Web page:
Lead testing yixing pots


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Postby britt » Sep 7th, '08, 08:59

I think this is great, but we should all keep in mind the fact that lead contamination is only one of many issues. I don't know if there's any way to test for other substances, such as industrial dyes, chemicals, etc. IMO those are just as important as lead.
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Postby britt » Sep 13th, '08, 18:38

Another forum member (I think it was Mary R) posted this link on another thread but I can't find it. It is also relevant here.

Stephane Erler of Tea Masters found lead in Yixings to be negative.

From "Keep the tea pleasure pure"

"I think we can put this concern about lead to a complete rest for most tea ware. Most earth ware (like Yixing pots) and porcelain are fired at temperatures above 1200 degrees Celsius to succeed."

http://teamasters.blogspot.com/search?q=Yixing+lead

However, Stephane did not come up negative on other issues like chemicals and dyes mixed with the clay.

From "Zhuni clay is extinct!"

2. Buyers beware

"This means that over 90% of modern zhuni teapots currently on the market are fake. Such teapots are made with a mix of red clay, zisha clay and/or other hard stones. Some unscrupulous business people even add chemicals to the clay. This practice, unfortunately, is not limited to the copying of zhuni but of any kind of yixing teapot."

http://teamasters.blogspot.com/search?q=Zhuni+clay+is+extinct%21+
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Postby Woots » Nov 11th, '08, 11:18

I am new to the tea enthusiast world and I began looking for some Yixing pots for my starting collection of tools and came across this thread. (I have long suspected these clays may have heavy metals in them as well, which is why I found this thread)

I started doing research on lead inspection kits.
-Which are the best and give most accurate results?
-Whats the best method to test pottery for accurate results?

What I came up with is the following and I thought I would share my findings.

I found a report done by consumer reports saying that a brand called "Lead Inspector" was their favorite. Click Here For Link
Its 13 dollars and has 8 tests. They mention that brands like First Alert give false negatives (which is bad).

I also found a website that gives procedures on how to do all kinds of lead tests accurately. Click Here For Link
Here is a snippet off that site that directly applies to all of us testing Yixing (testing pottery)

SPECIAL TEST PROCEDURE (Patented Leach Method)

Use this procedure to quantify the approximate lead release in pottery/ceramic ware, multi-layered paint or paint chips, mini-blinds, toys, children's jewelry, Mexican candies, make up and candle wicks. You can test almost anything with this method.

* Wash, rinse and dry the item you wish to test
* Fill the item with white vinegar (or immerse the item/sample in vinegar). Allow to stand for a minimum 4 hours.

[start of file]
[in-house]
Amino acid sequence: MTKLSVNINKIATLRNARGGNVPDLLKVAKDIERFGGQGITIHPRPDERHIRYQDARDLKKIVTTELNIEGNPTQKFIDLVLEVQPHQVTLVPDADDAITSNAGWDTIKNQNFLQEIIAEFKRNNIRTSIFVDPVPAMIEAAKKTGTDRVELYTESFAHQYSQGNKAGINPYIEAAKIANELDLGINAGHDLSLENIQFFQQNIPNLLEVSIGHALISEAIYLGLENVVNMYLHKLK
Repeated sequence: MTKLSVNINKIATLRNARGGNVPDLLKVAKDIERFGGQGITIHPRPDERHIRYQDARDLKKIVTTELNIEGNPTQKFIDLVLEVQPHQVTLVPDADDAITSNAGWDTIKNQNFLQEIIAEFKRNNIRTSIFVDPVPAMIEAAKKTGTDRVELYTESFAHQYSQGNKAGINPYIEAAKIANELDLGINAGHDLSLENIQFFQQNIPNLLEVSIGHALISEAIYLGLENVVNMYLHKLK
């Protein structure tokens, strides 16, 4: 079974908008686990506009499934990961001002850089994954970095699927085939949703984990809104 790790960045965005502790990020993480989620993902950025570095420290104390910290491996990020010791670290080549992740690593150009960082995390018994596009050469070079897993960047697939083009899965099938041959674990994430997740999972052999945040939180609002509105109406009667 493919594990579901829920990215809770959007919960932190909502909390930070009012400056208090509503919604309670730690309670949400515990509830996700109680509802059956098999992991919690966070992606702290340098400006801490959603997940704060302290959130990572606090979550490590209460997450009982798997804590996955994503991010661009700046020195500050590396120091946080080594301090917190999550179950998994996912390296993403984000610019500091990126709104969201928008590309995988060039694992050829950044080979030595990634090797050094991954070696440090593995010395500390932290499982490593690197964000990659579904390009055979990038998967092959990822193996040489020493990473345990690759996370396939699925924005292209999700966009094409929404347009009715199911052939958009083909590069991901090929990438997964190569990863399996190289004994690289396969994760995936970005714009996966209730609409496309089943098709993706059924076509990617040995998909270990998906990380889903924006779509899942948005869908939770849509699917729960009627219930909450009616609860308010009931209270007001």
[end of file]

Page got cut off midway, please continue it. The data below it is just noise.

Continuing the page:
* Test resulting vinegar with Indicator Solution supplied in the kit.
* Compare color produced to the chart supplied with the kit.


I thought that since Yixing retains flavor and that's very important to us and getting rid of the odor of vinegar will take a lot of time I am considering doing this test to the lid portion of the Yixing pot only (since it comes into the least contact with the tea) it should still contain the same clays used as the main pot as well as the same surface glazes or pigments on the outer shell (if any are used at all). The other reason I like this vinegar method is you Yixing doesn't have to come in direct contact with the chemicals used in the test kits.

I know this thread is a couple of months old, but I hope I am contributing something useful to the community here. I plan on buying a few nicer Yixing pots over the next month or so. I will perform the tests and let everyone know my findings.
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Postby edkrueger » Nov 11th, '08, 11:35

You should just test the bottom of the pot.
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Postby gingkoseto » Nov 11th, '08, 11:52

britt wrote:I think this is great, but we should all keep in mind the fact that lead contamination is only one of many issues. I don't know if there's any way to test for other substances, such as industrial dyes, chemicals, etc. IMO those are just as important as lead.


Exactly! I can imagine many bad manufacturers wouldn't use lead, which is almost murdering. But I can imagine some (or even many of them) use other unpleasant chemicals or dyes. Current zi sha market is very disordered and nurtured a lot of bad products.

I also learned that some manufacturer mix "glass materials" (silicon?) in "yixing" pot (hum, quite creative:lol: ). Which is not a health concern but then the product is not worth a price of "yixing".
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Postby eanglin » Nov 11th, '08, 14:57

edkrueger wrote:You should just test the bottom of the pot.


I used to work in the Quality Assurance testing lab in Kmart International Headquarters in Troy MI. (No longer exists. Kmart is a fragment of the company it once was.)

I did lead testing as part of the testing process for Childrens clothing. We tested buttons, snaps, zippers and anything else that was painted. Our sister lab tested anything that wasn't associated with clothing.

Testing the bottom of a pot with one of these contact tests will only show lead if there are large enough amounts of lead that the tiny amount of acid tin the kit can leach some out in the brief time you are rubbing the test area. Thais is a HUGE amount of lead that is readily releasable. Lower quantities of lead and lead firmly bound up in less soluble substrates is likely to go undetected